The term velocity is very well-chosen. It means speed in a certain direction, with the intention that it refers to the teams rate of travel toward a product release. I have suggested that velocity is just capacity and my intention was good and maybe even right in many ways. Velocity is the practical measure of our capacity being applied toward the completion of a release. The term still stands superior to my older suggestion.
Lets start with the definition that velocity is the speed of progress in a given direction.
The direction part gets missed. People (including my slightly younger self) want to do things like track bugs ("failure demand") as velocity. It might be good to see how much capacity is being lost to failure demand, but it is not velocity toward the same goal, not really. We don't want to know that the team is busy, we want to see when the project will be done. So we do not count bugs toward velocity. We want to see quality problems drive velocity down; that's what velocity measurement is for. If bugs are driving velocity down, wrap a bunch of tests around your most volatile or hottest code and clean it up. Watch what happens to velocity after an iteration or two.
Some think that when I don't offer partial credit or bug points or meeting points it is because I don't care about velocity, but it is actually because I care too much about it to pollute it. Done well, velocity is the speed toward a goal.
The fact that we use words like "velocity" and "sprint" makes it sound like we are in a race. Indeed, one can see the goal as one of releasing as quickly as possible, and we can all applaud that goal. What, then, is the ideal velocity of a team? Infinity? Isn't faster always better? It feels wrong to have a velocity "dip" and teams will go to great lengths (often the wrong ones) to shore up their numbers.
Too often a team will turn to chronic overtime to fix the velocity problem. This is a huge mistake. Velocity is the amount of capacity spent in the direction of completing a release, and attempting to inflate capacity does not solve the problem. In fact, overtime just leads to bigger, more unpredictable problems. Agile method are supposed to uncover problems, so just be transparent and let velocity become useful.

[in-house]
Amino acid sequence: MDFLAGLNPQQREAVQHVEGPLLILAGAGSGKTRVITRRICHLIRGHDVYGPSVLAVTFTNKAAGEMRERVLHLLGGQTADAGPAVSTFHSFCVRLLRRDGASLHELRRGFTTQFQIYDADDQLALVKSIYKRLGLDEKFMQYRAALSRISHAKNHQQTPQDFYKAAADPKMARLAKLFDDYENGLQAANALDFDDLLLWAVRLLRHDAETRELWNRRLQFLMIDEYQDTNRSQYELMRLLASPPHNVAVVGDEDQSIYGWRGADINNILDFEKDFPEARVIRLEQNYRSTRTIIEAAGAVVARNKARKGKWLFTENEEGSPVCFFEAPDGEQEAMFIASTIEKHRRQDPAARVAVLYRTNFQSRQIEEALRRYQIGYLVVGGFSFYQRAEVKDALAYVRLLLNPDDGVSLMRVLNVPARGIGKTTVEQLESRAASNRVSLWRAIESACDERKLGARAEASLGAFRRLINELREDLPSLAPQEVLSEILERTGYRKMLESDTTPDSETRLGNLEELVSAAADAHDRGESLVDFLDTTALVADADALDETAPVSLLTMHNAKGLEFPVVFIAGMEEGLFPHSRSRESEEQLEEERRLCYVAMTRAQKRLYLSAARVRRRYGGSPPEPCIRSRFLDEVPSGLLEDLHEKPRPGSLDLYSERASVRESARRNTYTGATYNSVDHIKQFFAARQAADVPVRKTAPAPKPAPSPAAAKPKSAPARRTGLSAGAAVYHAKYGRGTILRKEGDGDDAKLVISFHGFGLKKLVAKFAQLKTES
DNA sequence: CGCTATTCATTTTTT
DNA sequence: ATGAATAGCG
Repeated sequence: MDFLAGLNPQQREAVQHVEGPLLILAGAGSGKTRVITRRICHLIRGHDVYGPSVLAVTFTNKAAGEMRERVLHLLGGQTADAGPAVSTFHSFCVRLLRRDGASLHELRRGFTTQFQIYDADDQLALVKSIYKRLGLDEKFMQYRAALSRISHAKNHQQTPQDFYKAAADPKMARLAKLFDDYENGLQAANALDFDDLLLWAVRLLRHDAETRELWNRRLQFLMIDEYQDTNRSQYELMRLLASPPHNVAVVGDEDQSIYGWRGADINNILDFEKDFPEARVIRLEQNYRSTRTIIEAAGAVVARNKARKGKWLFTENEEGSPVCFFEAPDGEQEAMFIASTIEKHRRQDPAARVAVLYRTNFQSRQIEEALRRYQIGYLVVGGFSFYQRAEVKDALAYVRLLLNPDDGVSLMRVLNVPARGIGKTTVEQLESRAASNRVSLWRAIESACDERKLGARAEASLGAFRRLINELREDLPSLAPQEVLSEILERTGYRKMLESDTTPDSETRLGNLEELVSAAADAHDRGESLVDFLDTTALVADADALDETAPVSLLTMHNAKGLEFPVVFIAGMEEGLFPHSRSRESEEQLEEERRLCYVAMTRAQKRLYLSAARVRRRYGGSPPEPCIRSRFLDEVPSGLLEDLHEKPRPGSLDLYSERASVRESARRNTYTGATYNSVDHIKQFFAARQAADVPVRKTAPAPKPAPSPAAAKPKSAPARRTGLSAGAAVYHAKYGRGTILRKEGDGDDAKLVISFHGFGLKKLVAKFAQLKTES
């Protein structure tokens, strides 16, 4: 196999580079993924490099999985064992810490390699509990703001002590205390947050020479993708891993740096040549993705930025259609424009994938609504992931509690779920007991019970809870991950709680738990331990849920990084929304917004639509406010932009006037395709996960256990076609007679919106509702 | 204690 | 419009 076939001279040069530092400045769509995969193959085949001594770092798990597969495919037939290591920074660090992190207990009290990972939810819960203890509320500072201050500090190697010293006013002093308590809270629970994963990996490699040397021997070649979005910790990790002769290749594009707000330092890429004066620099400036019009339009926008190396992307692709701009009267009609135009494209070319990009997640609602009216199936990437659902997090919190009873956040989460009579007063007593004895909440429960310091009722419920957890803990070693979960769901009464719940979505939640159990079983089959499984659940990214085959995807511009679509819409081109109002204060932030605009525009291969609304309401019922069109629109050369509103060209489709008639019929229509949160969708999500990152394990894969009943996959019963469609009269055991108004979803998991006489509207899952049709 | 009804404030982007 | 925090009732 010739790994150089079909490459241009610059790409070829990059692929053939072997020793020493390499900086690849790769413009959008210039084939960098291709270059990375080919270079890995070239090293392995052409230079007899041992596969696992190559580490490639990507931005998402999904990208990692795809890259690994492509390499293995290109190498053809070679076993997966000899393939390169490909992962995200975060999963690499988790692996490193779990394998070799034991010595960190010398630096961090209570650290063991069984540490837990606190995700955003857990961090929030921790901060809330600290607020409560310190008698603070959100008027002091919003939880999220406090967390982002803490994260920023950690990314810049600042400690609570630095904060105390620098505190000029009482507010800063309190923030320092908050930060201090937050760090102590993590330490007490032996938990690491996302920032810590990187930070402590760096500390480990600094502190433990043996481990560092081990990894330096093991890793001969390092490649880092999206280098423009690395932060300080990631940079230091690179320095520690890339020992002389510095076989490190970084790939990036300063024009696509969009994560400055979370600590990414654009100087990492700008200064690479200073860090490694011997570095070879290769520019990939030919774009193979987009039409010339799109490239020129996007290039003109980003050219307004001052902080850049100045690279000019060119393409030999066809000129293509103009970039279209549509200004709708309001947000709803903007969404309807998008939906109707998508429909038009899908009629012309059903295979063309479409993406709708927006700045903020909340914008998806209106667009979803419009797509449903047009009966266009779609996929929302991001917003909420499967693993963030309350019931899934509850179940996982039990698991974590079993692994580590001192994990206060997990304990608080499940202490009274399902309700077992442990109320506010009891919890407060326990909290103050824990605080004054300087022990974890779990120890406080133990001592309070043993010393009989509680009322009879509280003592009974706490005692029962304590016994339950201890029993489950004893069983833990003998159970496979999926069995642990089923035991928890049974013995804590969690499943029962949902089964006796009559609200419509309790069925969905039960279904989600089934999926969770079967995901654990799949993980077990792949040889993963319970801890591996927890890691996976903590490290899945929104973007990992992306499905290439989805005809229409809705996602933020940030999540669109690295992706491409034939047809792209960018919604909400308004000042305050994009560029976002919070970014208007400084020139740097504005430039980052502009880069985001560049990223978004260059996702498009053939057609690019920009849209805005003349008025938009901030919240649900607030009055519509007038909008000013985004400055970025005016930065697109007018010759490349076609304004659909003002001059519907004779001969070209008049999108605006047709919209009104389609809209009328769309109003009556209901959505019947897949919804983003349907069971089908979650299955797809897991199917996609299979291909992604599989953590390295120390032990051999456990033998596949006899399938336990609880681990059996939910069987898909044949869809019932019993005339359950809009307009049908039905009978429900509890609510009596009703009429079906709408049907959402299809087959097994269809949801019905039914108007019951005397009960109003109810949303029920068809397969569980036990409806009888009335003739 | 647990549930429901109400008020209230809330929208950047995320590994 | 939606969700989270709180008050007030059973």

Instead, we should actually increase the amount of capacity toward a goal by eliminating wasteful practices, wait states, wasted efforts. We should increase our capacity by making the code more workable and the team more skillful. We might improve our velocity quite a bit if we do it in ways that make our future easier than our past has been. The work might get easier and more pleasant over time instead of being a never-ending "trudge in the sludge."
This leaves us with velocity as the rate progress at constant, sustainable pace toward a goal.
Even so, velocity will fluctuate. You don't have the same capacity to expend every week. Maybe you're tired from overtime, or life at home is requiring more attention. Maybe it is because estimates are imprecise or because each iteration has troubles of its own. Maybe exciting new features need to be vetted by the team. Maybe a member gets pulled out for sales support. There could be an illness or a birth. Don't bother trying to force velocity. It will stabilize well enough if you don't mistreat it. Then you can separate normal variation from special variation and can monitor the trends over time
If velocity is going to have some normal variation, then wise managers know to plan with a little slack. If you run your team at 100% capacity, there is no reserve to help with technical or requirement issues, no way to allow a programmer to participate in the proposal process or vet sales' ideas for new features. One dental appointment or sudden bout of the stomach flu would ruin your plans of success. Too much good content is written for me to try to do this topic justice, so I'll spare you.
Velocity should be a measure of actual, non-waste progress toward a goal at a sustainable pace. For planning, velocity is the same but with a prudent amount of slack figured in based on the team's history of normal variation.
This is a lot of opinion and some link-mongering, but I only promised to write up a quick summary of my thoughts. I've done my part. According to the deal on Twitter, it's your turn to start beating on it so we both may learn something from the exchange.